This year (2020), L.A. Louver celebrates 45. The prominent Los Angeles art gallery has mounted prestigious exhibitions featuring iconic artists such as David Hockney, Ed Moses, Charles Garabedian, Terry Allen, Ed and Nancy Kienholz, and more. Founding Director Peter Goulds has also strategically molded the careers of Gajin Fujita, who he’s been working with since 1988 (fresh out of college), and Alison Saar among others. For more info about Alison Saar, go to ETG’s Destination section, under the Visual Arts drop-down on the Arts & Entertainment, or CLICK HERE for a direct link.
Goulds married his wife Elizabeth in 1975 (the same year that L.A. Louver would open). At that time, they combined their efforts as a team, building the gallery while Elizabeth worked as a printed textile designer. Peter did not take a salary for the first six years. He originally came to LA in 1972, when he was lured by UCLA with a teaching job. He wanted to create art films, but h is love of art and artists would take him in a different direction. He would become a well respected art dealer.
This interview took place during the Covid-19 pandemic in 2020. See a more in depth article about the gallery, and how it is dealing with the health crisis on our sister site LAArtParty.com – CLICK HERE for direct link.
Q: What was LA like when you first arrived in the states?
A: When I came here in 72…what was here? The Getty wasn’t. The county museum was only ten…eleven years old. MOCA didn’t exist. It’s great that the museums have grown through this same period of time. So our exhibition program has been expanded.
Q: How so?
A: Our reach internationally has been expanded. When I started, local artists couldn’t be seen in relation to the peers from any other parts of the world. Even in museums, it was rare. They didn’t have budgets for that. In the beginning, I said, when we can afford it, if the time ever comes, we’re going to try and create an international program that puts local artists who we prioritize into an international context. Now this is de rigueur. You have to do that in order to be credible. Now we are at another crossroads where that concept has been expanded to become standard practice, if you will for a successful gallery or a successful museum. But at what price?
Q: Prior to the pandemic, How often did you normally travel?
A: My whole life I’ve traveled somewhere every month. We take annual holidays, we always have.
Q: What is your favorite country?
A: The European country I adore the most is Italy. Any chance to go to Italy was always taken.
Q: Is there another place that you’d like to see now?
A: The country I miss the most, and I haven’t been for a few years now, is Australia.
Q: Why is that?
A: Australia is a mysterious continent. I’ve been there many many times, exploring extensively. I have some of my dearest friends in Australia. And I’m in constant correspondence with them. I miss visiting. I like the Southern Hemisphere, generally.
Q: What is your favorite city?
Different cities for different things.
Q: What city is most conducive to artists, and creativity?
A: That’s a good question, because it changes all the time. Depends on the art school system that is in-play at that moment I think. In my 45 years of being in business, and don’t forget my whole life I’ve been in art school environments. I went to art school when I was 16. I think the art school system is the conduit for identity of artistic achievement in any one given period of time.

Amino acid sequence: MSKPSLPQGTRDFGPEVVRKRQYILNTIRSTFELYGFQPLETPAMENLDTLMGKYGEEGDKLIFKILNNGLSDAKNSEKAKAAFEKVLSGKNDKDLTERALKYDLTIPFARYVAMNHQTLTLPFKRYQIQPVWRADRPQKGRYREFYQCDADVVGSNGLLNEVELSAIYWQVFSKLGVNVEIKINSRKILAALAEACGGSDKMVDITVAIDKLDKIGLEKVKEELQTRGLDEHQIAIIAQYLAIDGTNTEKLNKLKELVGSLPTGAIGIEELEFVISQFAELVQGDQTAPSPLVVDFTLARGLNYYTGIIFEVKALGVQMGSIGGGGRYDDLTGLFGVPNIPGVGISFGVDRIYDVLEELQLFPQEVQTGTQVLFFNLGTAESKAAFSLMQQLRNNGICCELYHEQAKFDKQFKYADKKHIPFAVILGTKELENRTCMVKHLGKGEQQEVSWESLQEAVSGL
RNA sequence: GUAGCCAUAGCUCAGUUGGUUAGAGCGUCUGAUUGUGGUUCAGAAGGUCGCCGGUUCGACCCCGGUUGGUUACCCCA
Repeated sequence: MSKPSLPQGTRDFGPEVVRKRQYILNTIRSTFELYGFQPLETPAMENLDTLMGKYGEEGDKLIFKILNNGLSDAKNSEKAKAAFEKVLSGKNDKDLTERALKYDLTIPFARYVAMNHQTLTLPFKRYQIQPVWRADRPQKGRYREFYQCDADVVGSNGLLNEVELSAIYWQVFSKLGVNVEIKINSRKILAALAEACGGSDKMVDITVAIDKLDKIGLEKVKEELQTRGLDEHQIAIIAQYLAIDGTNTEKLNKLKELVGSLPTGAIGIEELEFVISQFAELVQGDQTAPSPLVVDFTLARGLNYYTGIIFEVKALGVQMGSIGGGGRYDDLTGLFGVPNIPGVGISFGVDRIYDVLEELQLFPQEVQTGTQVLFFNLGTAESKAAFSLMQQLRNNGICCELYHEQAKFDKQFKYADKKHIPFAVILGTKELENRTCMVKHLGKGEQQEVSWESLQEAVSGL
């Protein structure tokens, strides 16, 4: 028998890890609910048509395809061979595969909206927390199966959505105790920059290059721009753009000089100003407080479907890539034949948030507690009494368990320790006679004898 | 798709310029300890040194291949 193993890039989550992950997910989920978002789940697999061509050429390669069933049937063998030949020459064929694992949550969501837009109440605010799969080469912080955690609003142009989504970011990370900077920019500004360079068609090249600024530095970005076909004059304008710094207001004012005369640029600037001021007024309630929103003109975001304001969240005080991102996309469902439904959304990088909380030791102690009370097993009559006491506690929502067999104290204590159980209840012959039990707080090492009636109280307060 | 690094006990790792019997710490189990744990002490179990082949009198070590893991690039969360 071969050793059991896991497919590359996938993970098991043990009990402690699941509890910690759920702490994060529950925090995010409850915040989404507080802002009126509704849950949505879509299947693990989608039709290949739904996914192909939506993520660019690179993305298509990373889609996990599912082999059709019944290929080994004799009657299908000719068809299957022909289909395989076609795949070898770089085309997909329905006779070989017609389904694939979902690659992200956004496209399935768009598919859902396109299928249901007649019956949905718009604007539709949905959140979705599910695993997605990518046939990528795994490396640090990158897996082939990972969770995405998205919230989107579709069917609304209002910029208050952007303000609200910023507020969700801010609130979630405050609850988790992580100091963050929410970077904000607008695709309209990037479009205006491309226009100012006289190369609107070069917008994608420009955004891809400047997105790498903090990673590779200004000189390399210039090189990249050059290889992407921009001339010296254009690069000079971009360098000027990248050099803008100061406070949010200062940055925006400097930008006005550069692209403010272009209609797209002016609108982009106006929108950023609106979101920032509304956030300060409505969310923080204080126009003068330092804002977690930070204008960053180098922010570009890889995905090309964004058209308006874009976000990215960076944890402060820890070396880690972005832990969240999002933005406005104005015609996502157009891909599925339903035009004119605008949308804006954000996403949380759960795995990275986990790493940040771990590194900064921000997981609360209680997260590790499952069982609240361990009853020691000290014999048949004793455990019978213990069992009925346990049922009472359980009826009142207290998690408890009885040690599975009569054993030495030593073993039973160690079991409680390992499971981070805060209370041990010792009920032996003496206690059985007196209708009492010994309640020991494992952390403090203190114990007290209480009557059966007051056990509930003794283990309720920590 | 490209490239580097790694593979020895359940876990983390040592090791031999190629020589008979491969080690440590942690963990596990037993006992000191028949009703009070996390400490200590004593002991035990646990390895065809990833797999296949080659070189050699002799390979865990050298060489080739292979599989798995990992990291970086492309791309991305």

Q: Why is that?
A: Because of the teachers that are employed – and it’s less so today because artists now can often, (if they are lucky) have successful financial careers to accompany their artist achievements.
Q: And that has changed?
A: It wasn’t the case, when I went to art school, no one expected to earn their living from their art necessarily, they had to s supplement it one way or another. Different times…therefore, for example, when London was an outpost and no one really followed British art, unless there was an exhibition of other subjects in the UK, the art school system was flourishing. It produced tremendous artists poised to be known, but it didn’t come to them until 1980s and it took off from there. There was a moment when Düsseldorf was the hub, because they had certain teachers there who were extraordinary, and that became a conduit.
Q: What next?
A: That followed Berlin, which it did before that. It hasn’t been in France since virtually the 50s and after the Second World War. So it shifts around. Now for example, Tokyo and Japan is getting very interesting. Previously they focused on international art. They didn’t much celebrate their own art, except from theological points of views. But now, the art school system must be flourishing because they’re producing very interesting art.
Q: So it’s all about the current art studies?
A: I really believe the art school system drives the art. LA is so important for the current art world, because we have at least nine places where people can study art. That is not the case for New York City. Here in our 75 mile radius, people can live and working actually have industrious lives in spaces they can comfortably afford. They may have to drive a little more than they want to, but its affordable and available…but it’s not the case in New York City. So that wasn’t the case when I started and worked in Manhattan.
Q: So LA is the place to be?
A: In America, this is where you study the subject of art as a practitioner. Thats why we have a scene here that is so vital. It’s great that the museums have grown through this same period of time.
If you find yourself in the Los Angeles area, be sure to stop by L.A. Louver, 45 North Venice, 90291. The gallery expects to reopen sometime in June 2020. https://lalouver.com/